17. While interpreting a provision the court only interprets the law and cannot legislate it. If a provision of law is misused and subjected to the abuse of process of law, it is for the legislature to amend, modify or repeal it, if deemed necessary. (See CST v. Popular Trading Co. (2000) 5 SCC 511) The legislative casus omissus cannot be supplied by judicial interpretative process.

18. Two principles of construction – one relating to casus omissus and the other in regard to reading the statute as a whole, appear to be well settled. Under the first principle a casus omissus cannot be supplied by the court except in the case of clear necessity and when reason for it is found in the four corners of the statute itself but at the same time a casus omissus should not be readily inferred and for that purpose all the parts of a statute or section must be construed together and every clause of a section should be construed with reference to the context and other clauses thereof so that the construction to be put on a particular provision makes a consistent enactment of the whole statute. This would be more so if literal construction of a particular clause leads to manifestly absurd or anomalous results which could not have been intended by the legislature. “An intention to produce an unreasonable result”, said Danckwerts, L.J. in Artemiou v. Procopiou (1965) 3 ALL ER 539 (All ER p. 544 I) “is not to be imputed to a statute if there is some other construction available”. Where to apply words literally would “defeat the obvious intention of the legislation and produce a wholly unreasonable result”, we must “do some violence to the words” and so achieve that obvious intention and produce a rational construction. [Per Lord Reid in Luke v. IRC (1963) AC 557 where at AC p. 577 he also observed: (All ER p.664 I) “This is not a new problem, though our standard of drafting is such.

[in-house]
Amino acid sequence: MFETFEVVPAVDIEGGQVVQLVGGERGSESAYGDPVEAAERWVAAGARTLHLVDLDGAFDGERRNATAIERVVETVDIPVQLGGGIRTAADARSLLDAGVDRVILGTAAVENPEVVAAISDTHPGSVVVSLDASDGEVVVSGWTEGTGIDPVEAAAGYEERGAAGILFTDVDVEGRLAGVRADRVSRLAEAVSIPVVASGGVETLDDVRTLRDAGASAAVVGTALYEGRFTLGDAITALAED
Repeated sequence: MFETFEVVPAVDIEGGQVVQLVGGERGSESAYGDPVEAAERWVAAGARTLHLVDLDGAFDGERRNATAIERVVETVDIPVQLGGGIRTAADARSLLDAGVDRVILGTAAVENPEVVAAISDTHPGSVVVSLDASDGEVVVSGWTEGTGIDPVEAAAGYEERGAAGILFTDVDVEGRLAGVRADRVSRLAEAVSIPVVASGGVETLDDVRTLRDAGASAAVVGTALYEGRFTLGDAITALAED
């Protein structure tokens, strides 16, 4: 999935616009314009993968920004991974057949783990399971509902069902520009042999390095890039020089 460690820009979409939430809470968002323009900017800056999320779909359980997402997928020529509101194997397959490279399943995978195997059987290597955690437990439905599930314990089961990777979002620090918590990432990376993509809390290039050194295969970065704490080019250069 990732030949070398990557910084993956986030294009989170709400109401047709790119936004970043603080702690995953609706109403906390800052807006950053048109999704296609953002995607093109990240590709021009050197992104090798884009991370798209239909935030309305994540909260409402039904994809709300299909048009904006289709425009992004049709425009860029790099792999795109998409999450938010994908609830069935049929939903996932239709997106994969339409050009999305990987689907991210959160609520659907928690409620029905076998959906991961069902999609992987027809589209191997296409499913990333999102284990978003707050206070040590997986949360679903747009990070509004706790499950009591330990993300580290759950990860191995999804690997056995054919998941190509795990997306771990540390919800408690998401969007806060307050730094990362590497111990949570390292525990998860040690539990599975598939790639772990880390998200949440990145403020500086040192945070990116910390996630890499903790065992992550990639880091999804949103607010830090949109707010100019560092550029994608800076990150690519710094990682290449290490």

19. It is then true that:

“When the words of a law extend not to an inconvenience rarely happening, but due to those which often happen, it is good reason not to strain the words further than they reach, by saying it is casus omissus, and that the law intended quae frequentius accidunt.”

“But”, on the other hand, “it is no reason, when the words of a law do enough extend to an inconvenience seldom happening, that they should not extend to it as well as if it happened more frequently, because it happens but seldom”. (See Fenton v. Hampton (1858) 11 MOO PC 347).